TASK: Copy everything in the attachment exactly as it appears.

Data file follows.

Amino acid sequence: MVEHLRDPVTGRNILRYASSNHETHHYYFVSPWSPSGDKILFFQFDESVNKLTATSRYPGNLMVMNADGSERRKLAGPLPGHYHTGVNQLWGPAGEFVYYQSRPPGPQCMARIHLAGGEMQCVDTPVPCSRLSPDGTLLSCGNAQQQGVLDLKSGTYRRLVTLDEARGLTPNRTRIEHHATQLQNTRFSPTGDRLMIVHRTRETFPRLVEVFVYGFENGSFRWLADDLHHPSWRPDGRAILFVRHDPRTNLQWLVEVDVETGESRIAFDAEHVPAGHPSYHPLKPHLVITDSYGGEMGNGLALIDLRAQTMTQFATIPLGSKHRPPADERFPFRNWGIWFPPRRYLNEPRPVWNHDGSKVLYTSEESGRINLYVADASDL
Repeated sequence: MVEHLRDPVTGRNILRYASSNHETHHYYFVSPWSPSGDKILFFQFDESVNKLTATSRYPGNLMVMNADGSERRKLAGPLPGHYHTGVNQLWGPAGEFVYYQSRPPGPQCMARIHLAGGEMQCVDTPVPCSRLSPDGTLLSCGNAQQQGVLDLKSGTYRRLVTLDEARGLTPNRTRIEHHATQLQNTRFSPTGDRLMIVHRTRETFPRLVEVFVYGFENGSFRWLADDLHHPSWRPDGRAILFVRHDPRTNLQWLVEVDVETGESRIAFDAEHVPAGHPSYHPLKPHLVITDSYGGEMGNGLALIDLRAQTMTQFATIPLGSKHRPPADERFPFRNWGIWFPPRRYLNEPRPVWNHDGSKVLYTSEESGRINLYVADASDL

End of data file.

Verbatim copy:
Amino acid sequence: MVEHLRDPVTGRNILRYASSNHETHHYYFVSPWSPSGDKILFFQFDESVNKLTATSRYPGNLMVMNADGSERRKLAGPLPGHYHTGVNQLWGPAGEFVYYQSRPPGPQCMARIHLAGGEMQCVDTPVPCSRLSPDGTLLSCGNAQQQGVLDLKSGTYRRLVTLDEARGLTPNRTRIEHHATQLQNTRFSPTGDRLMIVHRTRETFPRLVEVFVYGFENGSFRWLADDLHHPSWRPDGRAILFVRHDPRTNLQWLVEVDVETGESRIAFDAEHVPAGHPSYHPLKPHLVITDSYGGEMGNGLALIDLRAQTMTQFATIPLGSKHRPPADERFPFRNWGIWFPPRRYLNEPRPVWNHDGSKVLYTSEESGRINLYVADASDL
Repeated sequence: MVEHLRDPVTGRNILRYASSNHETHHYYFVSPWSPSGDKILFFQFDESVNKLTATSRYPGNLMVMNADGSERRKLAGPLPGHYHTGVNQLWGPAGEFVYYQSRPPGPQCMARIHLAGGEMQCVDTPVPCSRLSPDGTLLSCGNAQQQGVLDLKSGTYRRLVTLDEARGLTPNRTRIEHHATQLQNTRFSPTGDRLMIVHRTRETFPRLVEVFVYGFENGSFRWLADDLHHPSWRPDGRAILFVRHDPRTNLQWLVEVDVETGESRIAFDAEHVPAGHPSYHPLKPHLVITDSYGGEMGNGLALIDLRAQTMTQFATIPLGSKHRPPADERFPFRNWGIWFPPRRYLNEPRPVWNHDGSKVLYTSEESGRINLYVADASDL